What is a Broken Ankle?
A Broken ankle is defined as any fracture that happens in the distal end of the tibia and the fibula, and the talus bone of the foot. These three bones form the ankle joint and the talus is the only bone that is a part of the ankle joint. The tibia and fibula are parts of the lower leg.
A Broken ankle is a very common injury and the severity of the fracture varies. Ankle fractures may be partial, open or closed and may be as a result of a fall, collision/impact, or accident. Thorough assessment and an x-ray examination and/or CT scan is done by an orthopedic doctor to review the injury and the extent of any damage to the nerves and surrounding tissues.
Broken Ankle Symptoms
The common signs and symptoms of a broken ankle are:
- Painful to touch with limited movement of the ankle
- Swelling and/or bruising of the affected area
- Inability to walk or stand/bear weight on the ankle
- Numbness or tingling sensation in the affected ankle
- Deformity around the ankle
- Broken skin with visible bone particles
Broken Ankle or Sprained Ankle?
In a broken ankle the bone is fractured. In a sprained ankle, the ligaments are over-stretched or torn. The signs and symptoms are often similar. Here are some hints in distinguishing the difference between the two:
- What caused the injury? If your ankle gets twisted or if you lost your balance as you stepped on an uneven surface, it will probably be a sprain. Heavy impact causes bones to break, not twisting.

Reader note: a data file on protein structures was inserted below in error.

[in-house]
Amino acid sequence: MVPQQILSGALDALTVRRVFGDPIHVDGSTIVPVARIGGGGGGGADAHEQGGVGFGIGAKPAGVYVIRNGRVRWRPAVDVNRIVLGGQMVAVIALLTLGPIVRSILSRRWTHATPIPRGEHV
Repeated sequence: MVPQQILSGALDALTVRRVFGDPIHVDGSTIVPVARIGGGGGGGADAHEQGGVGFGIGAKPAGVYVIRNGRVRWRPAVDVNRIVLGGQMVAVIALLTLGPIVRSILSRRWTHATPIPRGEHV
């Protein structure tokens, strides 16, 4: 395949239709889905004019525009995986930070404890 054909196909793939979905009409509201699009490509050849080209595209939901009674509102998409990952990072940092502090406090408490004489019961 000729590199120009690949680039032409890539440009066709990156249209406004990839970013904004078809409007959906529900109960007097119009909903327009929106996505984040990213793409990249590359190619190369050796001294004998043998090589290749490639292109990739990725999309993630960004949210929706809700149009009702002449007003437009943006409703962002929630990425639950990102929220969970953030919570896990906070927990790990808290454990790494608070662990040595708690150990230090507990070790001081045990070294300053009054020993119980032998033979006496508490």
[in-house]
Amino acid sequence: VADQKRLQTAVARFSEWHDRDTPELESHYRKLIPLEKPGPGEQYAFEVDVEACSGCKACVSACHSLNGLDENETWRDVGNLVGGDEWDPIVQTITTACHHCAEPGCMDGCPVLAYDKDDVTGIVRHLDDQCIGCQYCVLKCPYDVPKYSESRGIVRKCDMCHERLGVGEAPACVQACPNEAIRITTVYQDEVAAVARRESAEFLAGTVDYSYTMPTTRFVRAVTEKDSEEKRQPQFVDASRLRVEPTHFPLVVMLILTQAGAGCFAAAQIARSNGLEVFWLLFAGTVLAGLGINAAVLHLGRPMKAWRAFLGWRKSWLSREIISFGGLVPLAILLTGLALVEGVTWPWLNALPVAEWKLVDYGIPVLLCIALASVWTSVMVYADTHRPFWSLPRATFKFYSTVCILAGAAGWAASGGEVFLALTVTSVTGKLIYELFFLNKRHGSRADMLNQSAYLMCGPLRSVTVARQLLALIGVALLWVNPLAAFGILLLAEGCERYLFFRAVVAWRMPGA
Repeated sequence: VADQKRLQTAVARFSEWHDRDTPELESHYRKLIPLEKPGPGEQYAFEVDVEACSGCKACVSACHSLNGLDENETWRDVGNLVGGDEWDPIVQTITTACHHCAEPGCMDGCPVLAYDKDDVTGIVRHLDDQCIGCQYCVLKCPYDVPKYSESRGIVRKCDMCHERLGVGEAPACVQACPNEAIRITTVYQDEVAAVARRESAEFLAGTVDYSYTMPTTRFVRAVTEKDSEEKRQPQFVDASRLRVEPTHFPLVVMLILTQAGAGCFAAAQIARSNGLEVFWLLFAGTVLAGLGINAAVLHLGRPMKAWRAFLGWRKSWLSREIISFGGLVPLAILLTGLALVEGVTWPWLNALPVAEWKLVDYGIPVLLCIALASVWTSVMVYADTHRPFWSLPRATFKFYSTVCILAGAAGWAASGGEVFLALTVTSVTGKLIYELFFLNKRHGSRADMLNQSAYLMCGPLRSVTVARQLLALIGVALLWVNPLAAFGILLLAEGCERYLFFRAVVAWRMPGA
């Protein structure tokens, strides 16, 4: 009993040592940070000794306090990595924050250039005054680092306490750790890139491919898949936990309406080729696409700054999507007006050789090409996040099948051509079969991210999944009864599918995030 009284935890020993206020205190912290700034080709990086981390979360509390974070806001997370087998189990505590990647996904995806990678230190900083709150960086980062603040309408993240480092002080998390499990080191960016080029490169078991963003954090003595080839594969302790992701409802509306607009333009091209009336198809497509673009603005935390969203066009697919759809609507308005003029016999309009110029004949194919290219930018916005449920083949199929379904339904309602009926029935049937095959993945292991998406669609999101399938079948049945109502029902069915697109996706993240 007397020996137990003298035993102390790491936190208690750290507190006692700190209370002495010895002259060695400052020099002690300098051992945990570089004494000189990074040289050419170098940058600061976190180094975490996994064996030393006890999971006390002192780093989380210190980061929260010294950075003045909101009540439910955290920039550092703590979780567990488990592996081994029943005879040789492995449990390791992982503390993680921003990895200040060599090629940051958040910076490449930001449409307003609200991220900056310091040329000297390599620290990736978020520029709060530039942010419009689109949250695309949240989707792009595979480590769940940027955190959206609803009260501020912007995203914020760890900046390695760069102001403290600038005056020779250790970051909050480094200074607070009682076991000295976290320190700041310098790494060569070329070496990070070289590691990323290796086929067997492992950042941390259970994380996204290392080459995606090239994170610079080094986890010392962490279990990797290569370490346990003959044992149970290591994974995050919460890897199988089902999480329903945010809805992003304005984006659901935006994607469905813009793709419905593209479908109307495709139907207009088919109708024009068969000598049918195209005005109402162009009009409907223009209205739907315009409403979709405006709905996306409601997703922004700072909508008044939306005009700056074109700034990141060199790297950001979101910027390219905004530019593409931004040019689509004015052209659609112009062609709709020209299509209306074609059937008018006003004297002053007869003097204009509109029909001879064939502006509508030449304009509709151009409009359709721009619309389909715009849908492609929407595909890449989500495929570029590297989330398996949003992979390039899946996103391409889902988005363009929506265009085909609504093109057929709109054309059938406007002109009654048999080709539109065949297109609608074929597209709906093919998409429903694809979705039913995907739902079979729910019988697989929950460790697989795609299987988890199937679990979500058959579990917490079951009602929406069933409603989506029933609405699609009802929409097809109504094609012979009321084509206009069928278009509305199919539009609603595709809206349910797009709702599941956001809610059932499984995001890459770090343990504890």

- If your ankle swells but you are still able to stretch it, it is most likely an ankle sprain.
- If the pain is severe, accompanied by swelling, bruising and tenderness, it is most probably a broken ankle.
- Numbness is indicative of a broken bone.
- Stand up and try to take a few steps. If you are able to walk, it indicates that you have a sprained ankle.
- Look at the affected area. If the joint appears kinked, or uneven, the bone must have been broken.
- Try to move the joint. A broken ankle cannot be moved, a sprained ankle can be moved even if it is painful.
Treatment for a Broken Ankle
Anyone with a broken ankle must be checked by an orthopaedic doctor for the treatment to be established.
The first aim is to minimize the swelling to control the pain and minimize any damage to surrounding tissue. After the X-ray, the doctor can tell how bad the fracture is.
Splinting of the ankle is done initially to immobilize the fracture and it will be kept in place for a few days to give room if the swelling persists. The ankle will be aligned properly prior to splinting.
If the swelling subsides, casting will be done. Casts are made either of plaster or fiberglass. A plaster cast molds better with the skin and is widely used to hold the fractured bone in place. However, if the fracture is unstable and some healing has already taken place, a fiberglass cast may be used. It is lighter and tougher.
Crutches are used to assist in bearing weight as the ankle can not be used for weeks or months depending on the fracture. For severe cases, surgery may be required. The maintenance of the proper alignment of the fractured ankle is of utmost importance for the ankle to heal correctly.
Broken Ankle Surgery
- A general anaesthesia will be given to the patient and then a cut on the skin near the ankle will be made.Special screws and plates will be used to put the two parts of the bone together and hold it in place while it heals.
- Then, the incision will be closed using stitches. A temporary plaster cast will be molded from just below the knee down to the toes to secure the ankle in proper alignment and keep it immobile.
- The wound may be painful and the doctor may give painkillers to ease the pain as well as antibiotics to prevent infection. The surgeon who performed the operation will give instructions as to when the ankle may be moved.